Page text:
A FRIEND has paid tribute to an Irishman murdered almost 40 years ago after his killer was finally jailed this week.
Anthony Kemp was sentenced to life with a minimum of 15-and-a-half years at the Old Bailey on Thursday for murdering 50-year-old Christopher Ainscough in 1983.
While police struggled to trace the Irishman's family, a friend of Mr Ainscough's described him as a "very special person".
"Losing Chris in the way that we did was something that I have struggled to come to terms with over the years," said the friend, who knew Mr Ainscough for around 17 years.
"He did not die of natural causes, nor from an accident, but at the hands of someone to whom he meant nothing.
"They took a very special person from us and then went on living their life like it mattered not at all.
"Our lives were all brighter for having Chris in them, and his loss has left a hole in our lives that can never be filled.
"I think of my friend often and miss him as much now as I did the day he was taken."
Mr Ainscough had moved to London from Dublin around 30 years before his death.
His body was discovered by police during a welfare check on December 5, 1983 after he failed to turn up to his job as head waiter at the Grieveson Grant and Co restaurant in the city.
The investigation was closed in 1985 after police failed to identify a suspect, however they got a break on July 28, 2020.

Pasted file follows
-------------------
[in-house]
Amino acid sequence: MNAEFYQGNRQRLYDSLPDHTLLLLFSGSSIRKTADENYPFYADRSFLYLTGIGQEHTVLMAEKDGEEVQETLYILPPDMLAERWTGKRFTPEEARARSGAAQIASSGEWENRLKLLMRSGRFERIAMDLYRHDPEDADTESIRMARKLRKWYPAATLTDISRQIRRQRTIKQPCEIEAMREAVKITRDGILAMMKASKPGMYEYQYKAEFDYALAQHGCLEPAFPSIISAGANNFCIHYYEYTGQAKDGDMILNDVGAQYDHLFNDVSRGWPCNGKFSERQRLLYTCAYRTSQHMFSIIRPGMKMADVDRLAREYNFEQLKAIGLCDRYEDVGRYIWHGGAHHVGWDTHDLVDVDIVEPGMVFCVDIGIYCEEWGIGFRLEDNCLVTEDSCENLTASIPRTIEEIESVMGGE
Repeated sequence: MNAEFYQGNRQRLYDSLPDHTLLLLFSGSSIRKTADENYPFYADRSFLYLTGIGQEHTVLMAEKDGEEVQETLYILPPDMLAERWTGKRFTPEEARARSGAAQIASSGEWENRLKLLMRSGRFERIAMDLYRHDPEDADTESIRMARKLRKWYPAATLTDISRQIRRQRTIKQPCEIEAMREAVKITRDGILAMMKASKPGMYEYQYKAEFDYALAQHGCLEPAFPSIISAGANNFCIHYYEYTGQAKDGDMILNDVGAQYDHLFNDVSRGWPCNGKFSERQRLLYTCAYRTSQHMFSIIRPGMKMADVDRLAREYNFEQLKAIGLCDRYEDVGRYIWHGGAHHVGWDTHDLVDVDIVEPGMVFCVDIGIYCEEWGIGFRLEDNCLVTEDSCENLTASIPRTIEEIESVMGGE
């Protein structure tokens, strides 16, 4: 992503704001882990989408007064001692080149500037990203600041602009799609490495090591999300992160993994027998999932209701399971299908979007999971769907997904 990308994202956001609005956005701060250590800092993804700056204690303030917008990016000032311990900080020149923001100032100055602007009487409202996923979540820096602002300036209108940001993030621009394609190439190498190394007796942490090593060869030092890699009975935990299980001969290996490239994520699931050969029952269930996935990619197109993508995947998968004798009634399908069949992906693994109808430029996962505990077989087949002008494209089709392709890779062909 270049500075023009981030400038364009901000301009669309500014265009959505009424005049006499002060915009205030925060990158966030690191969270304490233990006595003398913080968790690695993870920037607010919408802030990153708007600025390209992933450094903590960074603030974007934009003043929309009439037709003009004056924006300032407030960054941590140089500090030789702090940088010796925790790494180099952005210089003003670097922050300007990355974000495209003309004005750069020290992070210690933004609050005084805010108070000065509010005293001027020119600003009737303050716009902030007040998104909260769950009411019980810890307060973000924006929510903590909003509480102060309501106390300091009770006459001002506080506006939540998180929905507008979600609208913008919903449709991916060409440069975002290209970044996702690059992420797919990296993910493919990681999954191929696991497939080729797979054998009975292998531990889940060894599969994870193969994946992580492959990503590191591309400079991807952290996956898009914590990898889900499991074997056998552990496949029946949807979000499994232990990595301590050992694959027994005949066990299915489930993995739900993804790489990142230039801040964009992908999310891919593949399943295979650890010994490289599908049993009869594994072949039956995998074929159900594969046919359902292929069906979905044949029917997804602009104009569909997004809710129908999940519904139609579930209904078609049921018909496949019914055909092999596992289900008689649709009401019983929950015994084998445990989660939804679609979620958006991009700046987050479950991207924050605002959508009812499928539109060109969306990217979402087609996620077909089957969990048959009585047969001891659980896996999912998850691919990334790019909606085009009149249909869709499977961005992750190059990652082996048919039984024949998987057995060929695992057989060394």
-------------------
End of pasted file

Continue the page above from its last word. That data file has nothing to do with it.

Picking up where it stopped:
Just after 4am, Kemp attended Chiswick Police Station in west London and began to throw stones at the window.
When an officer came out to speak to him, Kemp confessed to the murder, adding: "You know what, I'm homeless, and I'm not going to sleep on the streets."
He later told officers that he had met Mr Ainscough by chance in the early hours of the morning between December 3 and 5, 1983.
Kemp had been out at a nightclub and was walking home when he met the Irishman and they decided to go for a drink in the latter's flat.
After being there for around an hour, Kemp stated that Mr Ainscough said something that made him angry, although he couldn't recall what it was.
He then picked up a stone ashtray and hit Mr Ainscough over the head several times.
Following his confession, a forensic examination of a cigarette butt found at the flat showed a conclusive DNA match for Kemp.
He later retracted his confession and tried to blame someone else for the crime, but admitted murder at the Old Bailey last month.
Detective Inspector Maria Green, from the Met's Specialist Crime Command, said: "Anthony Kemp kept his secret for nearly 40 years, despite knowing that Christopher's friends and family would have been distraught that the person who had violently attacked him remained at large.
"He has finally done the right thing and confessed to his crime and now will face the consequences of his actions."